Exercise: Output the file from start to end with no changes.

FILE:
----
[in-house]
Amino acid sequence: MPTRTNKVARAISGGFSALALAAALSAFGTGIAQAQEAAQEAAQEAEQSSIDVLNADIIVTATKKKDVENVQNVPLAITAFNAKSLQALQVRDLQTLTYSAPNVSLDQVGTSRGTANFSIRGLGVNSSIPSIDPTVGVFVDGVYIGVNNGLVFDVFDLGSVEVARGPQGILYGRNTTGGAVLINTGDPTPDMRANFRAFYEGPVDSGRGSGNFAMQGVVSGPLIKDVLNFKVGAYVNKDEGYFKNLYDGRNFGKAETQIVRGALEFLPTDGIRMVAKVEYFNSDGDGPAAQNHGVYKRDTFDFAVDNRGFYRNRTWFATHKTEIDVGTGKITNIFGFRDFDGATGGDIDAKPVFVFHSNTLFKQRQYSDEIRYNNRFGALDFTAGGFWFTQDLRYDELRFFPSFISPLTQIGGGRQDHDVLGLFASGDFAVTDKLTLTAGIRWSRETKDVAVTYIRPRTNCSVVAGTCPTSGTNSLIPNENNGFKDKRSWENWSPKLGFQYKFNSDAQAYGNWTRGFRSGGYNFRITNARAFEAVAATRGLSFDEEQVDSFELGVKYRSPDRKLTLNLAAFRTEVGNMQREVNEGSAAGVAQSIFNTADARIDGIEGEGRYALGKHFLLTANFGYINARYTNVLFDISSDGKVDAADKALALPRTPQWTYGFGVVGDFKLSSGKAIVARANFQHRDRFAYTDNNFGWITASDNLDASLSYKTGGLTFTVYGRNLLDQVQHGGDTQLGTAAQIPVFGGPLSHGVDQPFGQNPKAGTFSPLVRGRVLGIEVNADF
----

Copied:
[in-house]
Amino acid sequence: MPTRTNKVARAISGGFSALALAAALSAFGTGIAQAQEAAQEAAQEAEQSSIDVLNADIIVTATKKKDVENVQNVPLAITAFNAKSLQALQVRDLQTLTYSAPNVSLDQVGTSRGTANFSIRGLGVNSSIPSIDPTVGVFVDGVYIGVNNGLVFDVFDLGSVEVARGPQGILYGRNTTGGAVLINTGDPTPDMRANFRAFYEGPVDSGRGSGNFAMQGVVSGPLIKDVLNFKVGAYVNKDEGYFKNLYDGRNFGKAETQIVRGALEFLPTDGIRMVAKVEYFNSDGDGPAAQNHGVYKRDTFDFAVDNRGFYRNRTWFATHKTEIDVGTGKITNIFGFRDFDGATGGDIDAKPVFVFHSNTLFKQRQYSDEIRYNNRFGALDFTAGGFWFTQDLRYDELRFFPSFISPLTQIGGGRQDHDVLGLFASGDFAVTDKLTLTAGIRWSRETKDVAVTYIRPRTNCSVVAGTCPTSGTNSLIPNENNGFKDKRSWENWSPKLGFQYKFNSDAQAYGNWTRGFRSGGYNFRITNARAFEAVAATRGLSFDEEQVDSFELGVKYRSPDRKLTLNLAAFRTEVGNMQREVNEGSAAGVAQSIFNTADARIDGIEGEGRYALGKHFLLTANFGYINARYTNVLFDISSDGKVDAADKALALPRTPQWTYGFGVVGDFKLSSGKAIVARANFQHRDRFAYTDNNFGWITASDNLDASLSYKTGGLTFTVYGRNLLDQVQHGGDTQLGTAAQIPVFGGPLSHGVDQPFGQNPKAGTFSPLVRGRVLGIEVNADF